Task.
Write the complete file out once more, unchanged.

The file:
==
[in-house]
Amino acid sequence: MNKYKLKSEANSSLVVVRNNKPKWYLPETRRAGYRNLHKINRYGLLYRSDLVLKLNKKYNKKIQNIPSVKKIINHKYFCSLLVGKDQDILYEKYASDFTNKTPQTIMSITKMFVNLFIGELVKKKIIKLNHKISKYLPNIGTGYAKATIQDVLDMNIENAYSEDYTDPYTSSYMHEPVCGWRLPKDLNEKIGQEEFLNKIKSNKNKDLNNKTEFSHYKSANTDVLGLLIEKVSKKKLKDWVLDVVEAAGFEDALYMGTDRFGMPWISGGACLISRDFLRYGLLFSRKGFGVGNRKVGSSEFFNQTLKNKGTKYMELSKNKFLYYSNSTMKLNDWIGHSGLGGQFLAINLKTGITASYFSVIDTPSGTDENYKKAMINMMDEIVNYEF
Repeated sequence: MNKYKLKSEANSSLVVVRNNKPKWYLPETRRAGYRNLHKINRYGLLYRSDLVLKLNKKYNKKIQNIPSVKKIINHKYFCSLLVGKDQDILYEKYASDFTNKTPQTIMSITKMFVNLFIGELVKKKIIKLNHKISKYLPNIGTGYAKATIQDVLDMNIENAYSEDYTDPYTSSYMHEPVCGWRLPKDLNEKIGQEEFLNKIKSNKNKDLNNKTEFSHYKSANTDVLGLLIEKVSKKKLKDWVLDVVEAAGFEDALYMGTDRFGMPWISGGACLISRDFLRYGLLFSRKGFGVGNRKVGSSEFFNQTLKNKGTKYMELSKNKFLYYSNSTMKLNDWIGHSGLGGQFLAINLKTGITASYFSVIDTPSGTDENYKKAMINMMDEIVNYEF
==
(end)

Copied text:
[in-house]
Amino acid sequence: MNKYKLKSEANSSLVVVRNNKPKWYLPETRRAGYRNLHKINRYGLLYRSDLVLKLNKKYNKKIQNIPSVKKIINHKYFCSLLVGKDQDILYEKYASDFTNKTPQTIMSITKMFVNLFIGELVKKKIIKLNHKISKYLPNIGTGYAKATIQDVLDMNIENAYSEDYTDPYTSSYMHEPVCGWRLPKDLNEKIGQEEFLNKIKSNKNKDLNNKTEFSHYKSANTDVLGLLIEKVSKKKLKDWVLDVVEAAGFEDALYMGTDRFGMPWISGGACLISRDFLRYGLLFSRKGFGVGNRKVGSSEFFNQTLKNKGTKYMELSKNKFLYYSNSTMKLNDWIGHSGLGGQFLAINLKTGITASYFSVIDTPSGTDENYKKAMINMMDEIVNYEF
Repeated sequence: MNKYKLKSEANSSLVVVRNNKPKWYLPETRRAGYRNLHKINRYGLLYRSDLVLKLNKKYNKKIQNIPSVKKIINHKYFCSLLVGKDQDILYEKYASDFTNKTPQTIMSITKMFVNLFIGELVKKKIIKLNHKISKYLPNIGTGYAKATIQDVLDMNIENAYSEDYTDPYTSSYMHEPVCGWRLPKDLNEKIGQEEFLNKIKSNKNKDLNNKTEFSHYKSANTDVLGLLIEKVSKKKLKDWVLDVVEAAGFEDALYMGTDRFGMPWISGGACLISRDFLRYGLLFSRKGFGVGNRKVGSSEFFNQTLKNKGTKYMELSKNKFLYYSNSTMKLNDWIGHSGLGGQFLAINLKTGITASYFSVIDTPSGTDENYKKAMINMMDEIVNYEF